The giant pandas are making their return to the Toronto Zoo

After a 12 year absence, the Chinese giant pandas are finally returning to the Toronto Zoo.

On Feb. 11, it was officially announced that the pandas will be coming to Toronto. They will be on Canadian soil for a total of 10 years, spending five in Toronto and another five in Calgary.

One of the many supporters of bringing the pandas to Toronto is city councillor Giorgio Mammoliti, a former member of the Toronto Zoo board. Mammoliti held the chair position at the Toronto Zoo from 1998 to 2003.

“We’ve been at this for about 12 years now, and setting ourselves up for an opportunity over those 12 years to get the pandas into Toronto,” Mammoliti said.

“I think you are going to see us go through a very big and wonderful experience when they arrive.”

– Giorgio Mammoliti

Pandas were first brought to the Toronto Zoo in 1985, breaking attendance records at the time. With its attendance declining for the second year in a row, the arrival of the pandas could bring the zoo a much-needed boost.

“I think you are going to see us go through a very big and wonderful experience when they arrive,” Mammoliti said. “You are going to see line ups that we’ve never seen before…you are going to see the zoo very excited.”

One of the reasons pandas are endangered is due to complications in reproducing. However, wildlife centres in China and zoos around the world have learned how to breed pandas to increase the survival rate.

Panda Facts:

  • They live in bamboo forests in central China.
  • One of the rarest yet most recognized animals in the world.
  • There are about 1,000 left in the wild.
  • About 140 pandas live in zoos and breeding centres around the world, mostly in China.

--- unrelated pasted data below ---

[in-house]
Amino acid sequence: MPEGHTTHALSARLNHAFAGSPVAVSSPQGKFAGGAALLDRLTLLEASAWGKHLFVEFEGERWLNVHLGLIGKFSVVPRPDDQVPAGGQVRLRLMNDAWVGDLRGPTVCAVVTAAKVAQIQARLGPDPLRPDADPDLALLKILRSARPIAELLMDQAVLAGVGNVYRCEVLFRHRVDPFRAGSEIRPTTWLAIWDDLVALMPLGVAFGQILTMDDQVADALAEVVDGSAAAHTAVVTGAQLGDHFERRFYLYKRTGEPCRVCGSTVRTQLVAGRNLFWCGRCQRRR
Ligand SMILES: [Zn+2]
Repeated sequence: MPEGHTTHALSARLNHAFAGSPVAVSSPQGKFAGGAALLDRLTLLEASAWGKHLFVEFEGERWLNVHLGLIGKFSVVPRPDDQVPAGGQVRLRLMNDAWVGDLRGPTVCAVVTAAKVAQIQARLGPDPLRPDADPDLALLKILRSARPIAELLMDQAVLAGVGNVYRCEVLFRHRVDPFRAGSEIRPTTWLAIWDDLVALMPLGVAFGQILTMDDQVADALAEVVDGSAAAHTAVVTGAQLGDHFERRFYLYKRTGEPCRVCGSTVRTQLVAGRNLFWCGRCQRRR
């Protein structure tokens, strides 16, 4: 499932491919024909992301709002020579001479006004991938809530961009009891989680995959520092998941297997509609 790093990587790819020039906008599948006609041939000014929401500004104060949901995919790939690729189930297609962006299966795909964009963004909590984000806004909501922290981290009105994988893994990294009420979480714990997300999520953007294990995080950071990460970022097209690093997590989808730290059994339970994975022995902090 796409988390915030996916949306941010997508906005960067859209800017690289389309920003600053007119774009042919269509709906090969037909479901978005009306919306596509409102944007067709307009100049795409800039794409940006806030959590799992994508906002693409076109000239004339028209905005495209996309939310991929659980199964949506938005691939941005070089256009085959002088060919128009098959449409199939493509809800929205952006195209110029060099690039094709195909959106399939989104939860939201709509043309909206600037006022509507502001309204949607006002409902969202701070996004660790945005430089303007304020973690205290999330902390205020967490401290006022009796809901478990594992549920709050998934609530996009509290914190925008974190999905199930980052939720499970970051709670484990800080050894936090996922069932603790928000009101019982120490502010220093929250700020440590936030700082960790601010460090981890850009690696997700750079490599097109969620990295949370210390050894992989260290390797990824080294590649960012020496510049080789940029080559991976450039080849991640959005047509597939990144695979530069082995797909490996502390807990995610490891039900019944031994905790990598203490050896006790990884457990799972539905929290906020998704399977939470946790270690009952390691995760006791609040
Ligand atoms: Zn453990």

• They live to be about 35 years old in zoo environments, but it is unknown how long they live in the wild.
  • Their diet consist of about 99% bamboo.
  • Adult pandas generally live in solitary, but they do communicate regularly.
  • Panda offspring normally stay with their mothers between 1.5 and 3 years.
  • Despite their popular image as cute, cuddly bears, they are as dangerous as any other bear.

Source: china.org.cn

This means that fewer pandas will be put back or left in the wild.

“It’s such a shame that there are so few of them left in the wild,” Pat Tohill, of the World Society for the Protection of Animals, said. “It seems that the chances of actually having those animals truly in the wild in the future [are slim]. I don’t even know if that’s an objective anymore for the zoo community.”

One major concern for Tohill is whether the Toronto Zoo has the room to properly accommodate the pandas.

“We would hope that adequate resources are being set aside, financial and otherwise, to provide for these pandas and appropriate setting,” Tohill said.

Mammoliti said that there is a tiger exhibit at the zoo that can be renovated for the giant pandas relatively quickly. But according to him, the most vital part is the education that will come with the pandas.

“I think the most important part of this is that our children who visit the zoo will be educated around the panda bear: where they come from around the world and the most important part [of] how they survived the endangered list and how they potentially could have been extinct,” Mammoliti said.

The pandas are expected to arrive in Toronto in spring of 2013.

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